We made it through seven weeks of summer holidays

September 16, 2010

How was it for you?  If you have children, you had to struggle with childcare.  If you don’t have children you had to struggle with the extra work of covering for all those people struggling with childcare.  At least the latter category get to go on holiday now, when prices are much cheaper and  places aren’t  jam packed with kids.

You learn a lot about people and the human condition generally when you go on holiday.  We had a week in Cornwall this summer and then later on ten days in Majorca.  This is what I learned:


1.  Absolutely everybody wears wetsuits to go in the sea in Cornwall.  Fat, thin, young or old it makes no difference.  Your parents would have wetsuits if they went to Cornwall regularly.  If you don’t want to stand out in the crowd on a Cornish beach get yourself a wetsuit.  Luckily they are relatively flattering.  Honestly.

2.  It’s true, people really do pee in their wetsuits when they hit the sea water to give themselves a layer of warmth.  This works but is also the reason why you should never borrow someone else’s wetsuit.

3.  Even when people are wearing wetsuits you can just tell whether they are posh or not.  It’s the way they stand.  Or maybe it’s the haircuts.  But anyway you can tell.

4.  When I was a kid we used to go to the beach with a couple of towels, a bucket and spade and some sandwiches in a Tupperware box.  Nowadays, unless you want to experience serious beach equipment envy you need folding chairs, at least two windbreakers, a cool box and a little tent.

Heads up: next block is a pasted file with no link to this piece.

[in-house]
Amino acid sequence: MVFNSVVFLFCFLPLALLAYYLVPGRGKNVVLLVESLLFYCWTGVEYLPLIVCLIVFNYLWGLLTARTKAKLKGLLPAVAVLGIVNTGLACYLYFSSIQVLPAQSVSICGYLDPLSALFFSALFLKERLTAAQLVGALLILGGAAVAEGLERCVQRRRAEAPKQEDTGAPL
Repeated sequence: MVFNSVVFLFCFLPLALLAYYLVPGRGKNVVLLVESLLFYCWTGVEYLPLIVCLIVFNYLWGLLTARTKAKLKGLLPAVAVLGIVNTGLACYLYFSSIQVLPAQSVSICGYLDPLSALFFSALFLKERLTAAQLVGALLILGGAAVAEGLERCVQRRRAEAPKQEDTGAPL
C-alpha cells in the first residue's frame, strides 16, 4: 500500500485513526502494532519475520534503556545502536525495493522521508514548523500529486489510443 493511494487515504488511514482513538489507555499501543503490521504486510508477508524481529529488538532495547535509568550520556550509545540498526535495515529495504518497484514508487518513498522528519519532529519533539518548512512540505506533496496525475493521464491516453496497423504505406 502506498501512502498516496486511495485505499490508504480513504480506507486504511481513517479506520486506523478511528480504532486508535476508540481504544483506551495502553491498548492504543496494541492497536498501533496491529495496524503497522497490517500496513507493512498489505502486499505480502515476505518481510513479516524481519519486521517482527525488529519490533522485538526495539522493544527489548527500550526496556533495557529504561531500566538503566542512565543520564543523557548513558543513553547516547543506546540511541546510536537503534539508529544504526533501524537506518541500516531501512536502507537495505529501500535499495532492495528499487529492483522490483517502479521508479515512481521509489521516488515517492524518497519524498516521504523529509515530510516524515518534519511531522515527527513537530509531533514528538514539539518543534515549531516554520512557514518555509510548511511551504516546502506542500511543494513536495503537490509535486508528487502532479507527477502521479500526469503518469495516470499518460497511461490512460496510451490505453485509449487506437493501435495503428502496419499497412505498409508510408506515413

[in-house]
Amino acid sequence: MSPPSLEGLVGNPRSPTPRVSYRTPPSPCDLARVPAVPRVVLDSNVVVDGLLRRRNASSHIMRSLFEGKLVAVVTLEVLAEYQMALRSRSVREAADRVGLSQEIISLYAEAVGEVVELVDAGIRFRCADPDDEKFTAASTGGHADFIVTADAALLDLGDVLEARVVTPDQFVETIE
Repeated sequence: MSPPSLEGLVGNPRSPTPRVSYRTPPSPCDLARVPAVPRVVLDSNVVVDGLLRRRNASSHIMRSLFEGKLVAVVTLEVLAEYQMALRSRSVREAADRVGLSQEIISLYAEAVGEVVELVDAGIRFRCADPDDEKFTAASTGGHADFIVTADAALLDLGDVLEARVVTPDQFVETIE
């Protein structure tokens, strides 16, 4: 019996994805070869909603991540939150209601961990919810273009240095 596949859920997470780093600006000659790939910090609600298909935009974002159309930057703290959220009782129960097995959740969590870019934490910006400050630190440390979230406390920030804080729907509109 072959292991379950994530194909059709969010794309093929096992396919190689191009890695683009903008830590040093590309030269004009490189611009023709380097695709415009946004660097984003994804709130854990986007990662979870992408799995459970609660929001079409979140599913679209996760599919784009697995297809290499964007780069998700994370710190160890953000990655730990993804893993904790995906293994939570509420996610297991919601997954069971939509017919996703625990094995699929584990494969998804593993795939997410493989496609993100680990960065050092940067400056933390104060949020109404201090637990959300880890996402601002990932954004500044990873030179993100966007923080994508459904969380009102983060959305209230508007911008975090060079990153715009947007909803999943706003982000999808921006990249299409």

4.  You really don’t mind so much if it rains everyday in Cornwall when you know you are going to sunny Majorca in a couple of weeks.

5.  This is a lovely holiday cottage, spacious, well equipped, great value and with a lovely garden.  Ten minutes drive to Polzeath beach or to Padstow.    Book it quickly before we do.

6.  Body boarding is not as easy as it looks.


7.  You may tell yourself that getting up at 6am in the morning to bag a brace of sunloungers is beneath you and anyway reservation by towel shouldn’t be allowed and isn’t  fair but one day into your holiday and you’ll be setting the alarm clock just like everyone else.

8. Abba and Elvis Presley tribute acts are really a lot of fun once you’re on your second jug of Sangria.  Gosh, even the kids’ disco and Crazy Chloe the entertainment rep dressed up as Thomson the dog are fun by that point.

9.  Don’t delude yourself that once you get your children onto the tour bus and up the Tramuntana trail they’ll actually rather enjoy the views and the chance to see a different aspect to Majorca.  They won’t.  My daughter threw up on the bus in an act of revenge.

10.   Wouldn’t it be nice to live somewhere sunny?

11.  I mean really nice?